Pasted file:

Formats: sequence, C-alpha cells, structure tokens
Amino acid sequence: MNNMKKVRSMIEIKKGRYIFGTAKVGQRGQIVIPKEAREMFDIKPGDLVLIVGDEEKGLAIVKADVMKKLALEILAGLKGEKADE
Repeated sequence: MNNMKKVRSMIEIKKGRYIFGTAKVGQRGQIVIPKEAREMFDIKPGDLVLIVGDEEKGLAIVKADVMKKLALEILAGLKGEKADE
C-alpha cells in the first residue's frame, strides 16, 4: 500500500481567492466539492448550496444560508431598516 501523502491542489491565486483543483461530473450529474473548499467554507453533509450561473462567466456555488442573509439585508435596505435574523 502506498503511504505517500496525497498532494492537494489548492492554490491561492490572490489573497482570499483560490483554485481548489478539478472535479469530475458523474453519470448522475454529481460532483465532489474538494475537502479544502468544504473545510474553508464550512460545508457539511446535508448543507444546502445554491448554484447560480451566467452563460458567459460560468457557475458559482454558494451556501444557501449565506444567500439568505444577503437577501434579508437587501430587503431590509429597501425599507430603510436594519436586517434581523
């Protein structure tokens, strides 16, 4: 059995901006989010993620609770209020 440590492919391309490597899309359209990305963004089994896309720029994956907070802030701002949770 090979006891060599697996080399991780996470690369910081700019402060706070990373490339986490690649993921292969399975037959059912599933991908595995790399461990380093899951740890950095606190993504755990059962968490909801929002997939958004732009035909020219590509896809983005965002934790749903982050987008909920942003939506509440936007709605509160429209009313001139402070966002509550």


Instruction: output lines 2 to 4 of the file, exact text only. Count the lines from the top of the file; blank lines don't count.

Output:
Amino acid sequence: MNNMKKVRSMIEIKKGRYIFGTAKVGQRGQIVIPKEAREMFDIKPGDLVLIVGDEEKGLAIVKADVMKKLALEILAGLKGEKADE
Repeated sequence: MNNMKKVRSMIEIKKGRYIFGTAKVGQRGQIVIPKEAREMFDIKPGDLVLIVGDEEKGLAIVKADVMKKLALEILAGLKGEKADE
C-alpha cells in the first residue's frame, strides 16, 4: 500500500481567492466539492448550496444560508431598516 501523502491542489491565486483543483461530473450529474473548499467554507453533509450561473462567466456555488442573509439585508435596505435574523 502506498503511504505517500496525497498532494492537494489548492492554490491561492490572490489573497482570499483560490483554485481548489478539478472535479469530475458523474453519470448522475454529481460532483465532489474538494475537502479544502468544504473545510474553508464550512460545508457539511446535508448543507444546502445554491448554484447560480451566467452563460458567459460560468457557475458559482454558494451556501444557501449565506444567500439568505444577503437577501434579508437587501430587503431590509429597501425599507430603510436594519436586517434581523